- Keep track of upcoming contests. When we miss a contest deadline, we tend to say, “Maybe next year.” But don’t rely on your memory—write it down! Take note of upcoming contests that suit you, along with important details such as deadlines, word count requirements, restrictions, etc. Check back with your list monthly, so you’re always aware of what’s ahead and never miss out.
- Familiarize yourself with the contest’s aesthetic. Be absolutely sure to read previous winning entries (and runners-up) if they’re published on the contest’s website. Take note of the general aesthetic. Do they like character-driven literary sketches? Longer stories with well-defined plots? Experimental pieces? Humour? Compare these pieces to your own writing style to make sure you have a good match. Read FAQ and interviews with contest judges. If the judges’ names are published, find out what type of books or stories they write.
- Be aware of eligibility restrictions. Some contests require you to be a resident of a particular country or region. Youth-oriented contests may require you to be under a certain age. Contests for new writers may only accept pieces from those who are previously unpublished. Be sure to double-check your eligibility before you go any further. I once got very excited about a writing contest only to discover you had to be a U.S. resident to enter. Luckily I found out before I wasted my money.
- Read the rules—twice. Be particularly aware of word restrictions, manuscript formatting preferences, and whether or not your contact information should appear on the manuscript. Contests that are ‘judged blind’ often ask that you remove your name and contact details from the piece so as not to bias judges’ opinions. I submitted an entry to such a contest earlier this year, only to discover afterward that I’d removed my contact details from the upper corner of the piece, but left my full name right below the title. It’s entirely possible that my piece was disqualified for this, and my entry fee wasted.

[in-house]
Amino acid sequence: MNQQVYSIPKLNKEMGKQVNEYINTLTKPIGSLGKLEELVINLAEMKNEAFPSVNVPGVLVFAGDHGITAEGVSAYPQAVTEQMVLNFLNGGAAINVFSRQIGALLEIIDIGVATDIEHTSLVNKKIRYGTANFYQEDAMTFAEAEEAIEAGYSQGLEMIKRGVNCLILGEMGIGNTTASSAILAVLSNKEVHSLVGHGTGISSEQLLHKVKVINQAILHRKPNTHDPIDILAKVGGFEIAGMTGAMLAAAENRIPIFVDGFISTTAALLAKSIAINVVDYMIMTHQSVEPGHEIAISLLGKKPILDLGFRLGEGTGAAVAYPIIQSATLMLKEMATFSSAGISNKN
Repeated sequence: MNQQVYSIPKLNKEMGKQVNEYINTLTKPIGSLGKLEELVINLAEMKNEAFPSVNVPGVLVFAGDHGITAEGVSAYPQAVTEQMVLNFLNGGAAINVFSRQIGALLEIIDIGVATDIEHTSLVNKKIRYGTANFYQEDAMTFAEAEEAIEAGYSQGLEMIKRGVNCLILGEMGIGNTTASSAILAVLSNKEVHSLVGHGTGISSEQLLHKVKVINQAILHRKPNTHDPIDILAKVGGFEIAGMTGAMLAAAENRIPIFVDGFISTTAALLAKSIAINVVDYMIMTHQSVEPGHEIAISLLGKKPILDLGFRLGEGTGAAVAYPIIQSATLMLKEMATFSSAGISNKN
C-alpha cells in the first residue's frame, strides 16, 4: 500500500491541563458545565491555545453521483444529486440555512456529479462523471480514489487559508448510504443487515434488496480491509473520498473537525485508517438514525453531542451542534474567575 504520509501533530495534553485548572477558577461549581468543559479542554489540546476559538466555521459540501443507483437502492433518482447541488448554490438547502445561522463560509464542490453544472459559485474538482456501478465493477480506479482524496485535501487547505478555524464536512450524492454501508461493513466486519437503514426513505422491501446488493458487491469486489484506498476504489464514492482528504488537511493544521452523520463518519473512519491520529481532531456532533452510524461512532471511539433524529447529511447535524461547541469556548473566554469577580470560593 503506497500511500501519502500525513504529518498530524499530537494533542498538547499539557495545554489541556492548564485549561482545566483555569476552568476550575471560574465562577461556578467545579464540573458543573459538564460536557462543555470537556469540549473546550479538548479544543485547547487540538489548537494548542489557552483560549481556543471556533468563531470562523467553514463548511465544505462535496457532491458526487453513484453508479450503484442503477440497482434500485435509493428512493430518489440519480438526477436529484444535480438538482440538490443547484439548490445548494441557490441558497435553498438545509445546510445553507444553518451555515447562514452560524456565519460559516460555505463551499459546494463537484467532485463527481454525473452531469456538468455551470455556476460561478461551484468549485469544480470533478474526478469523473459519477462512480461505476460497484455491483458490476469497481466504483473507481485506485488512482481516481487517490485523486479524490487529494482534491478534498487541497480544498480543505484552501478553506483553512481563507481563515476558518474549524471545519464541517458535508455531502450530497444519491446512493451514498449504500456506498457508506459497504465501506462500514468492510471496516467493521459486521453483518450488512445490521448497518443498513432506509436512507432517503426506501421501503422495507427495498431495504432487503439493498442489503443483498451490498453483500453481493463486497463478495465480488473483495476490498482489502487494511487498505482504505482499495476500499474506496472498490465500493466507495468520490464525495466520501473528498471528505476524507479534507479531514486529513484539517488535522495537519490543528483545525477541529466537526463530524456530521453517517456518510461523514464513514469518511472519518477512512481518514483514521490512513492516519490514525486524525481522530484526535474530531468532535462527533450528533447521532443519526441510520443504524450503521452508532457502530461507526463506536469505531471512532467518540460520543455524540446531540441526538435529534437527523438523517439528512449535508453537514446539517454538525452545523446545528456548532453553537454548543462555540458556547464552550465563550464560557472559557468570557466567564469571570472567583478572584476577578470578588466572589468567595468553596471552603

- Start small…or don’t. If you’ve never been published before, you may want to start with smaller contests. Winning one could give you a much-needed boost in confidence, and perhaps garner you your first publication credit. On the other hand, if you’ve been published a few times and are more confident in your writing abilities, you may want to shoot higher. Consider the personal benefits to you, and choose from there.
- Consider multiple entries to targeted contests. Are there just two or three contests you’d really like to enter this year? Do they allow multiple pieces by the same author (you’ll have to pay separate entry fees for each)? If so, you may want to enter more than one piece to each of these targeted contests to increase your odds.
Right now, the contest I’m targeting is the CBC Short Story Prize. The entry fee is a modest $25, and the word count is between 1200 and 1500 words. Given the short count, I don’t doubt many writers are entering multiple pieces at once.
The winner receives $6000, publication in enRoute magazine, a 2-week writer’s residency, and an interview on CBC radio. Four runners-up receive $1000 and publication on CBC’s website. Last year, there was also a longlist of 35 entries.
This is a well-known contest with some excellent prizes and fringe benefits—one that I believe is more than worth my time and money.
Some writers love contests, some find them to be a waste of time. Submitting my work to literary magazines and anthologies usually comes before contests, but some opportunities are too good to pass up.
It’s wise to be aware of the pros and cons of writing contests, so when the right opportunity presents itself, you’re ready to take advantage.
Do you enter writing contests? What’s your best advice for choosing wisely/ What are your top tips for making your piece stand out from the crowd?